As we enter back to school season, replete with school supplies (ahhh, fresh notebooks! Colorful pens!) and promises of new creative and educational pursuits, books are on my brain.
Who am I kidding? Books are always on my brain!
As someone who basically has one hobby, and one hobby only — reading — I spend a lot of time not only with my nose in a book, but also thinking about what I should read next, gathering suggestions from family members, friends, podcasts and blogs, and maintaining an ever-populated hold list on my Libby App. I also spend a not insignificant number of hours each week reading to my children and helping them to cultivate a love of literature by facilitating library trips and encouraging quiet reading time.
In our house, we read all kinds of books at every age spectrum, from picture book biographies, to poetry collections, to a variety of fiction options (I’m currently on a thriller kick, and my three- and four-year-old daughters love stories about anything magical).
One category of books that I always try to keep updated in our home are books related to faith and spirituality. These kinds of books help me deepen my knowledge of Catholicism, my relationship with God and my prayer life, and I hope for them to do the same for the rest of my family as well.
If you are interested in doing the same, here are some ideas of Catholic books for the whole family:
In a board book for a baby, the illustrations matter as much as the text, and the Chosen Baptism Board Book nails them both. Written in perfect rhyme, each page includes colorful drawings and important lessons about the sacrament of Baptism. “In Jesus’ Name, baptized priest, prophet and king, and now in Christ you can do anything!” — I can’t read it aloud without choking up!
You Were Born to Be a Saint is jam packed with thoughtful content, beautiful images and inspiring messages. An ABC book, it tells the story of over 35 saints, and it also provides an easy explanation of the process of canonization (how Saints are declared in the Catholic Church). As it does so, it encourages children to consider what kind of saint they might become.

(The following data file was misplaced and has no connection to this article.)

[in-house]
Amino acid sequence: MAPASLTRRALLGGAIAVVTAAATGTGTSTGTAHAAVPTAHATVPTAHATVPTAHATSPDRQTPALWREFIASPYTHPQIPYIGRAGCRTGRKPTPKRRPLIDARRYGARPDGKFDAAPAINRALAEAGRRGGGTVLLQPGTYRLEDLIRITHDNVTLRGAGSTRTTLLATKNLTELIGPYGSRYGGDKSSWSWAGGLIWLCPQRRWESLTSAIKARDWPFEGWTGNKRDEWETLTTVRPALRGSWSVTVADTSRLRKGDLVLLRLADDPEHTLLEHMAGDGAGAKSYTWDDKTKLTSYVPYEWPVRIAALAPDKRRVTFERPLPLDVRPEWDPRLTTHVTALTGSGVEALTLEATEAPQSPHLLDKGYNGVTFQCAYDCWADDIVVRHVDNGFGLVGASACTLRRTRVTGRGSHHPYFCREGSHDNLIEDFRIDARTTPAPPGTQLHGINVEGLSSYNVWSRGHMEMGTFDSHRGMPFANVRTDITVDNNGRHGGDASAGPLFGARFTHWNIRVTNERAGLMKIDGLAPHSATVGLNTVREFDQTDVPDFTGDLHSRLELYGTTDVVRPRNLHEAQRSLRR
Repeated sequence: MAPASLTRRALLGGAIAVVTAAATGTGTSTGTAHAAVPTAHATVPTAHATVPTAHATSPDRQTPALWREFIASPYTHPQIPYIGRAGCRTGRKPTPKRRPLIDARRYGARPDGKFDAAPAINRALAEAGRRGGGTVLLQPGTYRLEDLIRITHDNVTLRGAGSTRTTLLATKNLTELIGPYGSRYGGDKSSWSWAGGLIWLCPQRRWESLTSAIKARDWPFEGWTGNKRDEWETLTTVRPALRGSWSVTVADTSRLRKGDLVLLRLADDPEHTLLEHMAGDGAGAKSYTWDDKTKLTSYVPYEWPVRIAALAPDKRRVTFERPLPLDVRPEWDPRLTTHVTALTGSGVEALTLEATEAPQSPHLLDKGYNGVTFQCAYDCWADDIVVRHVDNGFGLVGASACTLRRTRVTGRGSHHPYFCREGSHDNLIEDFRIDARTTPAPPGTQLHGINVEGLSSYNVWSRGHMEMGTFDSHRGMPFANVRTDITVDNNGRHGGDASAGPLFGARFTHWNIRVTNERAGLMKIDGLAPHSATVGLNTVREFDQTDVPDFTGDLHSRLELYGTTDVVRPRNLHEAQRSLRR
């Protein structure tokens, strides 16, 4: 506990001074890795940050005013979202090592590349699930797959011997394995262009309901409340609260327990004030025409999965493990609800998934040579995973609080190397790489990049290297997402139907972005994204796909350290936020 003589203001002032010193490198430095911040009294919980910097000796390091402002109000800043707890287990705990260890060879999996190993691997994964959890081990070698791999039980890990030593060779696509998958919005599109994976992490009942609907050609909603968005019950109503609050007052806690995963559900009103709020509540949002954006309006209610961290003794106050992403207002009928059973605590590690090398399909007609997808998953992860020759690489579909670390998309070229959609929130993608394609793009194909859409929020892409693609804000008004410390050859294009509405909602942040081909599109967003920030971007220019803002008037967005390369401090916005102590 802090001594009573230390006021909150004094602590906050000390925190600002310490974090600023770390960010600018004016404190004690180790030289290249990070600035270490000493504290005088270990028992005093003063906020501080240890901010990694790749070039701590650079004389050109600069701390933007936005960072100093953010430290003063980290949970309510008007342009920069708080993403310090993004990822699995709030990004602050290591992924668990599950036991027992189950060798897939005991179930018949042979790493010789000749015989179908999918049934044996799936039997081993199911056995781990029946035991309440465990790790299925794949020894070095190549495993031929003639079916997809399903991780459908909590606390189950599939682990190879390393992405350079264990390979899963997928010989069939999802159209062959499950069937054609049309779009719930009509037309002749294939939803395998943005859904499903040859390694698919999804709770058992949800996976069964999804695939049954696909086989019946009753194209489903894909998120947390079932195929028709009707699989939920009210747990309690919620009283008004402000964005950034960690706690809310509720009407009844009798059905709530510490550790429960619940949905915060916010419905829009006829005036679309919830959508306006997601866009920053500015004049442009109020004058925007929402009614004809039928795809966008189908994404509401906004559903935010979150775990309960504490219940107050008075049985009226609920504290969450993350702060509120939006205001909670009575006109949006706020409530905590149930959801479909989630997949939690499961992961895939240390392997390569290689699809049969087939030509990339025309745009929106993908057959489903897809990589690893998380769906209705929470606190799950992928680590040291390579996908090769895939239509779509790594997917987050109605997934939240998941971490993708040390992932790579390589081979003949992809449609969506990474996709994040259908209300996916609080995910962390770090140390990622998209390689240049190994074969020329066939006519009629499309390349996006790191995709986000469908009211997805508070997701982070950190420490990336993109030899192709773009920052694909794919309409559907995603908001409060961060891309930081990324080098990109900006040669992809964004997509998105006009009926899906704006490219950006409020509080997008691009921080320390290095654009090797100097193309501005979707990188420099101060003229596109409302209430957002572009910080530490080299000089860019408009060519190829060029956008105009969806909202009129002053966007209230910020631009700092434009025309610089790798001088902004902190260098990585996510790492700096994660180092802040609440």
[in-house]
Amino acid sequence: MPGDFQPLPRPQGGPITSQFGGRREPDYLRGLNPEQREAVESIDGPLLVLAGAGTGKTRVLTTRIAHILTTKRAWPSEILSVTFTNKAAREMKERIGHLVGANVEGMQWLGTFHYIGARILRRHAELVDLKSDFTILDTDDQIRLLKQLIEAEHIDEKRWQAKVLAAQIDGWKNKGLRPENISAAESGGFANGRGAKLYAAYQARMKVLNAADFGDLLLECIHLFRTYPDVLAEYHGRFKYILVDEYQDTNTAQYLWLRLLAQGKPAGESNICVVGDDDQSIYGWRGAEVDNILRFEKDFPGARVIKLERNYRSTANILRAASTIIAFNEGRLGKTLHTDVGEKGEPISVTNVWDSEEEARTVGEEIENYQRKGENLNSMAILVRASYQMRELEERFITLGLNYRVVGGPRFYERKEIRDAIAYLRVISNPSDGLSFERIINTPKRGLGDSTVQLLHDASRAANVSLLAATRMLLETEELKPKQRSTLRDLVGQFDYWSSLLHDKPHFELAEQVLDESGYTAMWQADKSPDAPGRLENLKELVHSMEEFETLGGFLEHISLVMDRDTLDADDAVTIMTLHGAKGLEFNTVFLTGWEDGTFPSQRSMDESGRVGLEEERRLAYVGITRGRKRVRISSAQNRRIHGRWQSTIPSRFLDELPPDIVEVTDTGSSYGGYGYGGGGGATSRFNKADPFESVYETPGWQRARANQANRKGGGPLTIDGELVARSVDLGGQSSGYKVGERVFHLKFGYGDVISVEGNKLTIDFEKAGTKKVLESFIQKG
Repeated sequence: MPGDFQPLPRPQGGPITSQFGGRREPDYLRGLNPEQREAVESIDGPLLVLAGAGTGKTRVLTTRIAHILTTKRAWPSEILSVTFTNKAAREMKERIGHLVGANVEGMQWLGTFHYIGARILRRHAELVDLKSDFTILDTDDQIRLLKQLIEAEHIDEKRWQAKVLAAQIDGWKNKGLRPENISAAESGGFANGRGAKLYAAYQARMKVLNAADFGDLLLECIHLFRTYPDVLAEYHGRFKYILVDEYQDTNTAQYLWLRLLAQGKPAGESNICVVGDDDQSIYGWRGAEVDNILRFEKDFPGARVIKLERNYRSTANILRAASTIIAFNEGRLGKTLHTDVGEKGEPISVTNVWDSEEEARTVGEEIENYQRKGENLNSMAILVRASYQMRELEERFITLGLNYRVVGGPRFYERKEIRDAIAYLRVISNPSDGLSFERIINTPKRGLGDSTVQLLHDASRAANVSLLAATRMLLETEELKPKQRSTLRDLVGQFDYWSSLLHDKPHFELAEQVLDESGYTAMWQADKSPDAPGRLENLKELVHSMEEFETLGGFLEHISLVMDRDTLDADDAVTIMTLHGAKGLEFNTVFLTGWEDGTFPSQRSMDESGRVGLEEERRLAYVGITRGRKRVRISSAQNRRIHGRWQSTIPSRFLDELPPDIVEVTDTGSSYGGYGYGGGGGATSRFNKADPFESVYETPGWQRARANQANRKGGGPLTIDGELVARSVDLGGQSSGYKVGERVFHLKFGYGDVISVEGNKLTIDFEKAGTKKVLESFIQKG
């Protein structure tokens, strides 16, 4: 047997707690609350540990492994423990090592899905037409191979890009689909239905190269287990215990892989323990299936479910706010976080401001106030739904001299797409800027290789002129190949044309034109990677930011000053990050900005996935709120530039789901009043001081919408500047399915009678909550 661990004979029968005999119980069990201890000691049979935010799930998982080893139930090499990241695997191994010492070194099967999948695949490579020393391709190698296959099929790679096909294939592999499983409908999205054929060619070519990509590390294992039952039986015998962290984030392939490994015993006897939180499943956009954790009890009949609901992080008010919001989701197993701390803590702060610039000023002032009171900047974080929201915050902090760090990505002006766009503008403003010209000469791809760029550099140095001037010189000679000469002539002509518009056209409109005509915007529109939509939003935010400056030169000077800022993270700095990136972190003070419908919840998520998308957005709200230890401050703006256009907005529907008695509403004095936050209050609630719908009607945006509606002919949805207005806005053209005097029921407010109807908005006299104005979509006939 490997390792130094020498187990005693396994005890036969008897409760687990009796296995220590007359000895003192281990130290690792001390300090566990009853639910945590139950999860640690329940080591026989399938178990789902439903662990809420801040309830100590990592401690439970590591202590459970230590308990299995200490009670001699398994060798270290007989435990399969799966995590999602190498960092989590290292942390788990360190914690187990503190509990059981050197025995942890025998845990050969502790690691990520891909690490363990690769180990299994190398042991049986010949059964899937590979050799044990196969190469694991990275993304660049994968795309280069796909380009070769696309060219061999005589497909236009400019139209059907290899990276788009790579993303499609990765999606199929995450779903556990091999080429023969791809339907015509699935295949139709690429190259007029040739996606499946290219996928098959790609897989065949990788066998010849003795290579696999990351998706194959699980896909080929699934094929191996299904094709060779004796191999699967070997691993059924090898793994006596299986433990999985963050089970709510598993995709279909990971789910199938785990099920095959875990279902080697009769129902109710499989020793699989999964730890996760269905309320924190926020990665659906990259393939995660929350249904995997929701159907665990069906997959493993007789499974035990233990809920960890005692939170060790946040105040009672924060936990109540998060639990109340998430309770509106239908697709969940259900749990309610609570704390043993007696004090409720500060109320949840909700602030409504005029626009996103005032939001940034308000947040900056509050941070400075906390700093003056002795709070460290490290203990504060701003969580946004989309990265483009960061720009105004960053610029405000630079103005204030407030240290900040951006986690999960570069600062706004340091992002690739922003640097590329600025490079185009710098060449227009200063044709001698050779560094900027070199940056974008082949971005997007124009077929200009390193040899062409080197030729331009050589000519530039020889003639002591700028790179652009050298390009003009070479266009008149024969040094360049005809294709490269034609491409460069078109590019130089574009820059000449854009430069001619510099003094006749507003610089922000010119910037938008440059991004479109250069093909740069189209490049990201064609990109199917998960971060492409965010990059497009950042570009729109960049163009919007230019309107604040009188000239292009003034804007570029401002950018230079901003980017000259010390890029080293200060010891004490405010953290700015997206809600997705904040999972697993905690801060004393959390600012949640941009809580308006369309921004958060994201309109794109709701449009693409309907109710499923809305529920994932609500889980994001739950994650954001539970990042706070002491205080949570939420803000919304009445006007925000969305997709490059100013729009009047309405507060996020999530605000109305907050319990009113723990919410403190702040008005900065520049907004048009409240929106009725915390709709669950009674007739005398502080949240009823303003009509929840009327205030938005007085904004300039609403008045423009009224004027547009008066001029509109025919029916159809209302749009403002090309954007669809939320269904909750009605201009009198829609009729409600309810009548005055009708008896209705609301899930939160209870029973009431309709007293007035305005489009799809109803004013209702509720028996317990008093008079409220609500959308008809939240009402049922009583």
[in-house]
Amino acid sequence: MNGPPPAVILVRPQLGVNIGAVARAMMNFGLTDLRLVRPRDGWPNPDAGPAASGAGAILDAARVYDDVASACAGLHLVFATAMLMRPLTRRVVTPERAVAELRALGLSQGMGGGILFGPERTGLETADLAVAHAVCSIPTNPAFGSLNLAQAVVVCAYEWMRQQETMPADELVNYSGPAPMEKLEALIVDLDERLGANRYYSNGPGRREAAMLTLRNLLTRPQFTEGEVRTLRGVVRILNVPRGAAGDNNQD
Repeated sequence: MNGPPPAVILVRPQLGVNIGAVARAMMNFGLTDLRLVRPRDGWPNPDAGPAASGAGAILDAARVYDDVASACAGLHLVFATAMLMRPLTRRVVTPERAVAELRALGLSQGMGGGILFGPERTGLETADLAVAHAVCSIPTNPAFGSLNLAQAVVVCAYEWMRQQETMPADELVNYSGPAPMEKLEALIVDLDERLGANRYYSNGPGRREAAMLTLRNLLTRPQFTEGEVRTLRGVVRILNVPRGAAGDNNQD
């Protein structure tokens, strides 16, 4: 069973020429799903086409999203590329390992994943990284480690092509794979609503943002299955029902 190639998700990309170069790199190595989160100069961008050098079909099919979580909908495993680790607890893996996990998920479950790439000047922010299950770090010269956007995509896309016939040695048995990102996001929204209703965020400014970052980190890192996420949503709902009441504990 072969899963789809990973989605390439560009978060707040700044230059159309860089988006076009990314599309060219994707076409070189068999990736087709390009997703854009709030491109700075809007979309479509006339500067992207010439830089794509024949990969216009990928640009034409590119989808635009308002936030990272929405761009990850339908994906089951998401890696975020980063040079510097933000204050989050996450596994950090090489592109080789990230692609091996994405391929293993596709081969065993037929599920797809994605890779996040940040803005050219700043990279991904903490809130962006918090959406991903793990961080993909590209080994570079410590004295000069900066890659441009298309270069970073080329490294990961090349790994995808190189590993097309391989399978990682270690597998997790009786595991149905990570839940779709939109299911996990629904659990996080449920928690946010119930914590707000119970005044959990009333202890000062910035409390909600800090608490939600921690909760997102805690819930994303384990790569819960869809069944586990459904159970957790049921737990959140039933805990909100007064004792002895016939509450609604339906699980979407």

I Was Born to Be a Saint, Too is an excellent sequel, telling in equally charming rhyme and illustration how we are called to help others on their journey to sainthood.
Designed and written for children ages 8-12, the Rise Up: Shining with Virtue devotional offers reflections, Scripture, and prayers focusing on the fifteen virtues detailed in Saint Thomas Aquinas’s theological masterpiece, the Summa Theologiae. I love this little book, so much so that I admittedly purchased it long before I had children, let alone pre-teen children! The book is a devotional, so not meant to be read cover to cover, but rather in small increments over the course of many weeks. I think that the book would work well as a read-alone for an adolescent, or as a conversation starter between parents and their children.
As a teen, I can remember looking everywhere for guidance on how to live the good life. I found such direction from my parents and teachers, sure, but I also recall gravitating especially towards poems, songs, and quotations for memorable and beautifully articulated words of wisdom. Quotations on the Spiritual Life by St. Padre Pio of Pietrelcina offers a rich collection of quotes and short sayings about the virtues and other spiritual topics. The book would be a boon to any teen — or adult’s — religious formation and development. Likewise, St. Maria Fasutina Kowalska, Archbishop Fulton Sheen, and St. John Paul II’s collections of quotations would offer the same.
For any parent hoping to build their domestic church, the Catholic All Year Compendium is a phenomenal resource. Walking chronologically through the liturgical year, it provides historical and contextual information about the various seasons and feast days of our Catholic year, as well as a wealth of ideas on how to honor and celebrate these important moments.
While Catholic All Year is more outward facing — it helps parents know how to build and nurture the faith lives of their littlest family members — Practical Meditations provides a more interior-focused walk through the liturgical year. Originally printed in 1868 by an anonymous Jesuit priest, this book includes spiritual reading and daily meditations for the liturgical year, perfect for helping moms nourish their own prayer life so that they are fully equipped to do the same for their children.
As for children, teens and moms, there is no shortage of excellent options of Catholic books for Dads. One great choice is St. Francis de Sales’ Introduction to the Devout Life. Since its first publication in 1609, this book — which offers a practical approach to the spiritual life, with step by step wisdom for growing in holiness — has never gone out of print.
Or, if a dad in your life is looking for a broader mix of spiritual thinkers and saints, Nunc Copei, Latin for Now I Begin, offers insights and Scripture lessons from a wide range of writers from the evangelists to the desert fathers and mothers to saints like Philip Neri.
Happy Catholic reading, this school year and beyond!